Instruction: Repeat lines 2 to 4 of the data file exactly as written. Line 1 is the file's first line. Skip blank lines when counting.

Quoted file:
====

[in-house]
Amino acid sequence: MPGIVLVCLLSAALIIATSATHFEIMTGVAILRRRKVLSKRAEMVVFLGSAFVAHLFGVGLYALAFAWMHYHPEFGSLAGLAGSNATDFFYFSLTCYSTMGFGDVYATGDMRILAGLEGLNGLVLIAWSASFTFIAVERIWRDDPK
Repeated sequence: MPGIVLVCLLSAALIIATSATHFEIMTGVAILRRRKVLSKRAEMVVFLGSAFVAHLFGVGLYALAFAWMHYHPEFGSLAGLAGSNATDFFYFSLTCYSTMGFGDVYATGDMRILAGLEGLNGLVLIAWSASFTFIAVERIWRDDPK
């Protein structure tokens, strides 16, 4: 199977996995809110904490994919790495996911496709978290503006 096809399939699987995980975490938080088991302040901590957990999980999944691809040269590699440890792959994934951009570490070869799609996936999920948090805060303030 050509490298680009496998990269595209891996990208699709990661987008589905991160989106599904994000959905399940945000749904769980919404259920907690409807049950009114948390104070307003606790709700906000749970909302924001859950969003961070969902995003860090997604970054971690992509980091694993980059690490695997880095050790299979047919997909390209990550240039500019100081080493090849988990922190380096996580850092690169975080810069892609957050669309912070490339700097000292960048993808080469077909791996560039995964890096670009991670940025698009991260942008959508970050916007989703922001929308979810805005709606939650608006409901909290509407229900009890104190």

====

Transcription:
Amino acid sequence: MPGIVLVCLLSAALIIATSATHFEIMTGVAILRRRKVLSKRAEMVVFLGSAFVAHLFGVGLYALAFAWMHYHPEFGSLAGLAGSNATDFFYFSLTCYSTMGFGDVYATGDMRILAGLEGLNGLVLIAWSASFTFIAVERIWRDDPK
Repeated sequence: MPGIVLVCLLSAALIIATSATHFEIMTGVAILRRRKVLSKRAEMVVFLGSAFVAHLFGVGLYALAFAWMHYHPEFGSLAGLAGSNATDFFYFSLTCYSTMGFGDVYATGDMRILAGLEGLNGLVLIAWSASFTFIAVERIWRDDPK
């Protein structure tokens, strides 16, 4: 199977996995809110904490994919790495996911496709978290503006 096809399939699987995980975490938080088991302040901590957990999980999944691809040269590699440890792959994934951009570490070869799609996936999920948090805060303030 050509490298680009496998990269595209891996990208699709990661987008589905991160989106599904994000959905399940945000749904769980919404259920907690409807049950009114948390104070307003606790709700906000749970909302924001859950969003961070969902995003860090997604970054971690992509980091694993980059690490695997880095050790299979047919997909390209990550240039500019100081080493090849988990922190380096996580850092690169975080810069892609957050669309912070490339700097000292960048993808080469077909791996560039995964890096670009991670940025698009991260942008959508970050916007989703922001929308979810805005709606939650608006409901909290509407229900009890104190």